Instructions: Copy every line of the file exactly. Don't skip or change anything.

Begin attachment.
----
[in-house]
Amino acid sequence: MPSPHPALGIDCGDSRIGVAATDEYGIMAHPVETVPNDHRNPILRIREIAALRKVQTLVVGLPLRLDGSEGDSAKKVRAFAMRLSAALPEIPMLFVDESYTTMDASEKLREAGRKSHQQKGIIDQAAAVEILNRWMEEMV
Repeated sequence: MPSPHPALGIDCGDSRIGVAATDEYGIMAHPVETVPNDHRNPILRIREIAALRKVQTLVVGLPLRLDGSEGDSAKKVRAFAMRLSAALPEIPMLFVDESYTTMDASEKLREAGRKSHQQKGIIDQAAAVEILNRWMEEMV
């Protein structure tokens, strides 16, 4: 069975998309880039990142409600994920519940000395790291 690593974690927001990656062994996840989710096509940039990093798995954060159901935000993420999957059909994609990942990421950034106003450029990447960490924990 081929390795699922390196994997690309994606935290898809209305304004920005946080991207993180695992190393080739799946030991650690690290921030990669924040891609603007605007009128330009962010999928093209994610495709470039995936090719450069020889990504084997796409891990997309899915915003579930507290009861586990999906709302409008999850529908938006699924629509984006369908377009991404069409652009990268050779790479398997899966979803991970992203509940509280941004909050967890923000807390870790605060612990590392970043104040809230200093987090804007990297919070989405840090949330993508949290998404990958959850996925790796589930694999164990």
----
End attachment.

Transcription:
[in-house]
Amino acid sequence: MPSPHPALGIDCGDSRIGVAATDEYGIMAHPVETVPNDHRNPILRIREIAALRKVQTLVVGLPLRLDGSEGDSAKKVRAFAMRLSAALPEIPMLFVDESYTTMDASEKLREAGRKSHQQKGIIDQAAAVEILNRWMEEMV
Repeated sequence: MPSPHPALGIDCGDSRIGVAATDEYGIMAHPVETVPNDHRNPILRIREIAALRKVQTLVVGLPLRLDGSEGDSAKKVRAFAMRLSAALPEIPMLFVDESYTTMDASEKLREAGRKSHQQKGIIDQAAAVEILNRWMEEMV
């Protein structure tokens, strides 16, 4: 069975998309880039990142409600994920519940000395790291 690593974690927001990656062994996840989710096509940039990093798995954060159901935000993420999957059909994609990942990421950034106003450029990447960490924990 081929390795699922390196994997690309994606935290898809209305304004920005946080991207993180695992190393080739799946030991650690690290921030990669924040891609603007605007009128330009962010999928093209994610495709470039995936090719450069020889990504084997796409891990997309899915915003579930507290009861586990999906709302409008999850529908938006699924629509984006369908377009991404069409652009990268050779790479398997899966979803991970992203509940509280941004909050967890923000807390870790605060612990590392970043104040809230200093987090804007990297919070989405840090949330993508949290998404990958959850996925790796589930694999164990």